08 February 2010

Why there will not be a hung parliament

Forget the polls, the analysis and the swing in the marginal seats, William Rees-Mogg has spoken:

It’ll be a hung Parliament

For some months I have been pointing to the stable long-term pattern of the opinion polls. Things can change, but I believe this is the best evidence we have of the likely outcome of a general election. Since last March, the polls have put the Conservatives near 40, Labour 30, and the Liberal Democrats at 20. Yesterday the latest ICM survey was very close to this forecast. If the election did produce a 40-30-20 result, the division of seats might be Conservatives 319; Labour 247; Lib Dem 54. The Tories would form the next government, but would be six seats short of an overall majority.

As Rees-Mogg has a long history of coming to the wrong judgements, Cameron can look forward to a comfortable working majority.

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  1. I have used the Reverse Rees-Mogg Principle as a tried and tested personal opinion-former, for those occasions when I am too busy or bored to think things through for myself. Whatever Mogg advocates is almost always wrong.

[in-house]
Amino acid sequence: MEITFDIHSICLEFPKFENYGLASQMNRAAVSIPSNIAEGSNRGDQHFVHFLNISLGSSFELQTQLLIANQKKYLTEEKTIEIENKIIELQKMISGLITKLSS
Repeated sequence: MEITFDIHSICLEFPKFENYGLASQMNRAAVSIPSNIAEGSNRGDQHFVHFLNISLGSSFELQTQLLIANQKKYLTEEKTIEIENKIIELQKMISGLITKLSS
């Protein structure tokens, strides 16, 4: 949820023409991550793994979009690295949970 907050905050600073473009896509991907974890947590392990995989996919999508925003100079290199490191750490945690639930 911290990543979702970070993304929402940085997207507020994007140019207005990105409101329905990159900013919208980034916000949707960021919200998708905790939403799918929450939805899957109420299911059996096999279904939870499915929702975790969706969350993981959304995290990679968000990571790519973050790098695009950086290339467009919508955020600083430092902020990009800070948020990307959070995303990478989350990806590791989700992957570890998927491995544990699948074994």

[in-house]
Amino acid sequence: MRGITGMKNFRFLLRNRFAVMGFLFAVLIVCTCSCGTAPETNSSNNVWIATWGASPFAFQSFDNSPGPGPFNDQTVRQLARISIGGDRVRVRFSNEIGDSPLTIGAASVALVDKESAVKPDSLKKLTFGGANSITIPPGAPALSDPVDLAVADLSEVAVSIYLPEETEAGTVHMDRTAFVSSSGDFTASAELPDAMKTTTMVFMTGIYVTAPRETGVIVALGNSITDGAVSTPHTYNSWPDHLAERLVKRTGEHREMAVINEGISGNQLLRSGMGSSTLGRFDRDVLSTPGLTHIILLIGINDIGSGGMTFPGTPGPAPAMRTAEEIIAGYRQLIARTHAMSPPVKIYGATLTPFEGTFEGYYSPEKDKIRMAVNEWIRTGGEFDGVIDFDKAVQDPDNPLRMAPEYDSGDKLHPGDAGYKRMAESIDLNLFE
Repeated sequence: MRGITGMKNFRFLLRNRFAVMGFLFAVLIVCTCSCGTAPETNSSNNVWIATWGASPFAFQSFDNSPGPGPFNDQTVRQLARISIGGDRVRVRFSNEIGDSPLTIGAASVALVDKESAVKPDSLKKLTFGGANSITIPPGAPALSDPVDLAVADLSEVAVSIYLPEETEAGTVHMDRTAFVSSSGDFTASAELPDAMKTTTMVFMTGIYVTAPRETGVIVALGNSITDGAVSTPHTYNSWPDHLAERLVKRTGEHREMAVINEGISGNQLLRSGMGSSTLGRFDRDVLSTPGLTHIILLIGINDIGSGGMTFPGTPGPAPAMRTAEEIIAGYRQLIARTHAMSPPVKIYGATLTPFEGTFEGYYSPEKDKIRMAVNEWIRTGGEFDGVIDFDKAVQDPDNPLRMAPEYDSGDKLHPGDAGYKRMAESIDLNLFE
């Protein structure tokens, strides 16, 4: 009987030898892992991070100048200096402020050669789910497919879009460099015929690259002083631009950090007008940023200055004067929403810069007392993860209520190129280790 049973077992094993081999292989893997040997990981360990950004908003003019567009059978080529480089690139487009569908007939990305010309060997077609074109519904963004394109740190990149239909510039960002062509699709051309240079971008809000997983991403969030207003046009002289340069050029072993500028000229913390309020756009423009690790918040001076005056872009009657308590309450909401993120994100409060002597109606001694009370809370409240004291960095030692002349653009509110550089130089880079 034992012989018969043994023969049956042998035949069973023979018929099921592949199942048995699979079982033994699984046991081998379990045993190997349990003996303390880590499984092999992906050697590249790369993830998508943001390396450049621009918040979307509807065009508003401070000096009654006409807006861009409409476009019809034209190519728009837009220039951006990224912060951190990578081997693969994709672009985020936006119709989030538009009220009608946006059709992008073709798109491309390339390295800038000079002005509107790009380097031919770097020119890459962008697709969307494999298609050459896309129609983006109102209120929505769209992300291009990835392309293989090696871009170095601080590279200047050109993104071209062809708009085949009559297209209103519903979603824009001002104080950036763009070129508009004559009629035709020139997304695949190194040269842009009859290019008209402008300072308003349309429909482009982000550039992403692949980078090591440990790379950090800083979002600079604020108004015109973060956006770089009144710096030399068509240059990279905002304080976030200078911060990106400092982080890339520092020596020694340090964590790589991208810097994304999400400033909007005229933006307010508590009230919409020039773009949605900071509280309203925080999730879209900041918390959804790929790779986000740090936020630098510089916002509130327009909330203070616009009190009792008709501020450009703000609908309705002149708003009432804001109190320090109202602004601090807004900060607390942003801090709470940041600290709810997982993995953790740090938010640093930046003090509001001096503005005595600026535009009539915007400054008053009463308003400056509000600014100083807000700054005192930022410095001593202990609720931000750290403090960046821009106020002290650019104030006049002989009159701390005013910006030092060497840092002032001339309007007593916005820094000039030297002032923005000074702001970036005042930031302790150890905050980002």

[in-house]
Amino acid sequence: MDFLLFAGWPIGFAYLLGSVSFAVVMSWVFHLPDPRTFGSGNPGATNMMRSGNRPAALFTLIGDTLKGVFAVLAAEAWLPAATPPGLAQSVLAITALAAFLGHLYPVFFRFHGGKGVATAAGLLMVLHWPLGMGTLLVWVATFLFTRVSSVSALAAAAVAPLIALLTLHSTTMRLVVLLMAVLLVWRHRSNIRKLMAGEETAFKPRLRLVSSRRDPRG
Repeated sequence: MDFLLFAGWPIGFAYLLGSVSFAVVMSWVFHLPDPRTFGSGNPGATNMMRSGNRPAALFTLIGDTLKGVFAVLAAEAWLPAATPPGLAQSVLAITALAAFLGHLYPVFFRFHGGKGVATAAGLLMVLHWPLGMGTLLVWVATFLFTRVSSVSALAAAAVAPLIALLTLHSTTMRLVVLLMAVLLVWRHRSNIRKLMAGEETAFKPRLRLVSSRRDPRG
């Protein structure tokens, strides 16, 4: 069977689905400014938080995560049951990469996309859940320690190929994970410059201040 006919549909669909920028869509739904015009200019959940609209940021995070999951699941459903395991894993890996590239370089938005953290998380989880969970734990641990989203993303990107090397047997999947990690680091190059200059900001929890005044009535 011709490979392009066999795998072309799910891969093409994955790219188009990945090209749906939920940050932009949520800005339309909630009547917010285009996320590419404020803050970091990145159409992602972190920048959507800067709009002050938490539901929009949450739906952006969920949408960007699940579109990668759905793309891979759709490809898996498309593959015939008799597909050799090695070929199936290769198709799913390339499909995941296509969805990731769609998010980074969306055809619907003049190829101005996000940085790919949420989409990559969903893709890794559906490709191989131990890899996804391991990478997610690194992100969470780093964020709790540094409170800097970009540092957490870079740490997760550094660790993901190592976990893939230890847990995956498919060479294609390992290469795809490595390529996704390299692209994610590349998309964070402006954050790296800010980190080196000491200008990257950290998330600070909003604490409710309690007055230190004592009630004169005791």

Sadly, the indicator is not 100% reliable, or I would have claimed whatever copyrights or patents to which I might be eligible. Nevertheless, it is a very handy filter to apply to the great questions of the day.

  2. Glad you agree. I don't know why I still read his stuff. Habit, I suppose.

  3. I often read it for the warm and fluffy feeling I know will eventually be experienced, when his confident predictions fall apart. Much the same perverse deferred satisfaction can be gained from reading Anatole Kaletsky's economic opinions.

    When reading these (and others') confident predicitions, I recall Lord Melbourne's words about Lord Macaulay: "I wish I was as certain of anything as Tom Macaulay is of everything."

  4. Private Eye always revels in the inacurate predictions of "Mystic Moog", and more recently Kaletsky, so albertmbankment isn't alone here. My own suspicions are that Cameron will scrape past the finishing line with a small majority.

  5. I also think it will be a hung parliament, polls on this website:http://www.charter2010.co.uk/pollwatch
    also reveal that the public support the idea of a hung parliament. I think a multi government may be able to handle the financial crisis better than one political party alone could.